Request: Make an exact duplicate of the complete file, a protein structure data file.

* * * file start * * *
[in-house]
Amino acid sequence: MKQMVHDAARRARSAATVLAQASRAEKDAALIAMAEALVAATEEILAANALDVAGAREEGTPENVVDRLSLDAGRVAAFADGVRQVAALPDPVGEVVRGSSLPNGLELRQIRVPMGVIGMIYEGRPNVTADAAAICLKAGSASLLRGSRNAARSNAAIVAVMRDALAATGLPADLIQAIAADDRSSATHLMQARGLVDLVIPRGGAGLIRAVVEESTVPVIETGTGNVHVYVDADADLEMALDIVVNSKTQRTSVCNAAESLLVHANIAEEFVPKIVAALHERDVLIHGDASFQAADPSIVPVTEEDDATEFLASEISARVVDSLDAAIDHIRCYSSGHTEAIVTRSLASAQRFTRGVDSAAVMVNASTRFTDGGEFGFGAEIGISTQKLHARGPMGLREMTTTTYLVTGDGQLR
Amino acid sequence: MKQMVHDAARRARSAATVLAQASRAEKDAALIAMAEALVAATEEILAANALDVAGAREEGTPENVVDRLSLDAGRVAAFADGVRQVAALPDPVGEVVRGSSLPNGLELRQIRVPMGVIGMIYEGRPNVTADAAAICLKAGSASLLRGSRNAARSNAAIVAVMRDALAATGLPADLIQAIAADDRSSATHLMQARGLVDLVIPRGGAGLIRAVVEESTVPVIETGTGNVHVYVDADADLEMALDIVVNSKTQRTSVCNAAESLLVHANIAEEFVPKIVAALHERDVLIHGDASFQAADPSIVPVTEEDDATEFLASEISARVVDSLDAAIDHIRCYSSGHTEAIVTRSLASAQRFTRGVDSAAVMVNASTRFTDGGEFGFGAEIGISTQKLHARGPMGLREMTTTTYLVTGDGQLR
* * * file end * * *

[in-house]
Amino acid sequence: MKQMVHDAARRARSAATVLAQASRAEKDAALIAMAEALVAATEEILAANALDVAGAREEGTPENVVDRLSLDAGRVAAFADGVRQVAALPDPVGEVVRGSSLPNGLELRQIRVPMGVIGMIYEGRPNVTADAAAICLKAGSASLLRGSRNAARSNAAIVAVMRDALAATGLPADLIQAIAADDRSSATHLMQARGLVDLVIPRGGAGLIRAVVEESTVPVIETGTGNVHVYVDADADLEMALDIVVNSKTQRTSVCNAAESLLVHANIAEEFVPKIVAALHERDVLIHGDASFQAADPSIVPVTEEDDATEFLASEISARVVDSLDAAIDHIRCYSSGHTEAIVTRSLASAQRFTRGVDSAAVMVNASTRFTDGGEFGFGAEIGISTQKLHARGPMGLREMTTTTYLVTGDGQLR
Amino acid sequence: MKQMVHDAARRARSAATVLAQASRAEKDAALIAMAEALVAATEEILAANALDVAGAREEGTPENVVDRLSLDAGRVAAFADGVRQVAALPDPVGEVVRGSSLPNGLELRQIRVPMGVIGMIYEGRPNVTADAAAICLKAGSASLLRGSRNAARSNAAIVAVMRDALAATGLPADLIQAIAADDRSSATHLMQARGLVDLVIPRGGAGLIRAVVEESTVPVIETGTGNVHVYVDADADLEMALDIVVNSKTQRTSVCNAAESLLVHANIAEEFVPKIVAALHERDVLIHGDASFQAADPSIVPVTEEDDATEFLASEISARVVDSLDAAIDHIRCYSSGHTEAIVTRSLASAQRFTRGVDSAAVMVNASTRFTDGGEFGFGAEIGISTQKLHARGPMGLREMTTTTYLVTGDGQLR